As many states begin to reopen non-essential retailers, we’ve been sharing tips and tactics for safely and successfully reopening your store. But even if you can’t fully reopen yet, you may still be able to take advantage of curbside pickup. According to our data, 64% of Faire retailers have reported offering curbside pickup already. Whether pickup is brand new for your business or you’re looking to refine your approach, the five tips in this post will help you nail your curbside strategy.
Follow local guidelines
Before opening for curbside pickup, confirm it’s allowed in your city and state. States are approaching reopening in different ways, so it’s important to stay current and familiarize yourself with local rules. Visit the websites for your city, county, and state governments for the latest requirements and recommendations. In cases where your city or county has different guidelines than your state, err on following the stricter of the two.
Create a system
Getting organized in advance will help you run a seamless pickup service. Devise a system for accepting orders, packing purchases, and distributing goods to customers when they arrive. You’ll quickly learn what works and what doesn’t, so try to stay agile—don’t be afraid to iterate on your system.
Kelly Marie Thompson of Fleur, Inc. in Chicago says that she visited another business in her area, a local nursery, to inform her own curbside plan. “I bumped into the owner and we had a great conversation about the structure and the systems that are being put into place,” she said. It helped her determine what she needed to do in her own shop, which has included placing a table out in front of the store. “So when guests come for their curbside pickup, they call us, give us their order number or their name, and we hand everything over to them.”
Leverage online tools
Accepting online orders for pickup is a great way to streamline your curbside system. If you have e-commerce capabilities on your website, add a pickup option with instructions for curbside customers.
But you don’t need to be an e-commerce pro to take orders online. Lori Powers of Madison & Co. in Greenville, South Carolina didn’t have much of an online presence before COVID-19. Now, Lori takes orders via Facebook Live for in-store pickup. She’s even found that 75-80% of the customers who come pick up their orders end up purchasing additional items in person.
Another way to offer curbside pickup is by creating a storefront on Neighborhood, Faire’s new marketplace that allows local retailers to sell to their customers online. Our data indicates that curbside pickup is the top choice for customers placing local orders. With Neighborhood, you can customize curbside pickup hours and get notified when customers place new orders. Once an order is prepared, you can easily notify the customer that it’s ready for pickup. Plus, customers will be able to discover that you’re available for curbside pickup through their Neighborhood map.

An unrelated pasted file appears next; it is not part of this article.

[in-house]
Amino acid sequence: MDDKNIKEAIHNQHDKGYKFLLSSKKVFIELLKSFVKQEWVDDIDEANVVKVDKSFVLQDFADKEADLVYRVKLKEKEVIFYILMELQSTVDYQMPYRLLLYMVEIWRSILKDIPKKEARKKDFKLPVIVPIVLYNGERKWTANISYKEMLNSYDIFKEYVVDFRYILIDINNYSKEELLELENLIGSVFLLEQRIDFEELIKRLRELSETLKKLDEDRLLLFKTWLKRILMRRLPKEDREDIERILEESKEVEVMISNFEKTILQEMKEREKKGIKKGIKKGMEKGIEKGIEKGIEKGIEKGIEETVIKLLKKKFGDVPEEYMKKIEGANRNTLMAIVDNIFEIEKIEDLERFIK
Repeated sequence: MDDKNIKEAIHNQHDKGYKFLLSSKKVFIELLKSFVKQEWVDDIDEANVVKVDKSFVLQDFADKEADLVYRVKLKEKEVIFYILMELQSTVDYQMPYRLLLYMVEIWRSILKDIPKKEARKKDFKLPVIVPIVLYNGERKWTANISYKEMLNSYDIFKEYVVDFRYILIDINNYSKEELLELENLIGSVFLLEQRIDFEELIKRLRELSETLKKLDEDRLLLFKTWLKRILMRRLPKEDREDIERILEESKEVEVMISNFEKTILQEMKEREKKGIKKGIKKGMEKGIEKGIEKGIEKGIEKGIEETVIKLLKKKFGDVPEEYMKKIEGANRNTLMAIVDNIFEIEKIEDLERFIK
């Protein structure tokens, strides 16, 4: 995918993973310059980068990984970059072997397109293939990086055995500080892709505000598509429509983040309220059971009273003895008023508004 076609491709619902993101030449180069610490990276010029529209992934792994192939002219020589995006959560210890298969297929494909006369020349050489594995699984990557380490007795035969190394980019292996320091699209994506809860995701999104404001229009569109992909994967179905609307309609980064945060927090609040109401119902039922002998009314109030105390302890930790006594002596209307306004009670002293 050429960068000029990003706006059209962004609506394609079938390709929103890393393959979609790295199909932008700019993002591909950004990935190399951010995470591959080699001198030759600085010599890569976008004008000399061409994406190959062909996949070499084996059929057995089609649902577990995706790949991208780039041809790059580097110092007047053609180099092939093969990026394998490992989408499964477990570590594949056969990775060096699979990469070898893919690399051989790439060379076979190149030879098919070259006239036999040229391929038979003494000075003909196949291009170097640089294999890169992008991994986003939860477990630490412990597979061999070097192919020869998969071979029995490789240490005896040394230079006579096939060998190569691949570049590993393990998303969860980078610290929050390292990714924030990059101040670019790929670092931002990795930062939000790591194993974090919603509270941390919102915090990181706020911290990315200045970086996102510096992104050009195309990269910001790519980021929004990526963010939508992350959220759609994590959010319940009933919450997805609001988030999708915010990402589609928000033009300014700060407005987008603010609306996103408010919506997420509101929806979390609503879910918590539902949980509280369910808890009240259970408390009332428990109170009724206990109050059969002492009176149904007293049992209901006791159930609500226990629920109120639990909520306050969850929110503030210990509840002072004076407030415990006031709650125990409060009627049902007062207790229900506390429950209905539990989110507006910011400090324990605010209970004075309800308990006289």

Neighborhood is currently available to customers in San Francisco, Los Angeles, and Chicago, and coming to more cities soon. If you’d like to sell on Neighborhood, click here to learn more.
Amp up your marketing and signage
Let your community know that you’re offering curbside! Use your marketing channels to promote that you’re accepting orders for local pickup and include details on how to order.
And don’t stop there. Physical signage is a great tool for advertising your new curbside pickup capabilities, so get out your magic markers and chalk. Homemade signage is not only inexpensive and fun to make, but it’s also an authentic and endearing way to grab the attention of people that are passing by your store.
You can also place display products outside your shop door by your curbside pickup stand, or in your storefront window. People walking by may be inspired to buy from you, and curbside customers may be motivated to make additional purchases when they come to pick up their items.
As always, we encourage you to put the safety of your staff and customers above all else. This means requiring or providing face masks for employees, having hand sanitizer readily available, and accepting contactless payments whenever possible. Stay informed by reviewing the CDC guidelines for social distancing and disinfecting to protect yourself and others.